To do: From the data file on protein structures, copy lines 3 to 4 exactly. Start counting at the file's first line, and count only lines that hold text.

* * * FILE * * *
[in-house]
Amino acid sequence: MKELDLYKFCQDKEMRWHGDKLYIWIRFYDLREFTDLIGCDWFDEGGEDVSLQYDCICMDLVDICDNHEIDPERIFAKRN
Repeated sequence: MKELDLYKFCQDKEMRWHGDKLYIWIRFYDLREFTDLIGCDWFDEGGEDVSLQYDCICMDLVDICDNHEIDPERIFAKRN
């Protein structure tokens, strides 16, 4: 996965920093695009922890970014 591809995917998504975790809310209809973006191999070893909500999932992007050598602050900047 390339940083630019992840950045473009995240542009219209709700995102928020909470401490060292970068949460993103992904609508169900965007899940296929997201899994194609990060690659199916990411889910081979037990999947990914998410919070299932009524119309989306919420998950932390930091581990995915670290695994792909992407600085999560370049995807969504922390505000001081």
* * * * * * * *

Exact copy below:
Repeated sequence: MKELDLYKFCQDKEMRWHGDKLYIWIRFYDLREFTDLIGCDWFDEGGEDVSLQYDCICMDLVDICDNHEIDPERIFAKRN
């Protein structure tokens, strides 16, 4: 996965920093695009922890970014 591809995917998504975790809310209809973006191999070893909500999932992007050598602050900047 390339940083630019992840950045473009995240542009219209709700995102928020909470401490060292970068949460993103992904609508169900965007899940296929997201899994194609990060690659199916990411889910081979037990999947990914998410919070299932009524119309989306919420998950932390930091581990995915670290695994792909992407600085999560370049995807969504922390505000001081």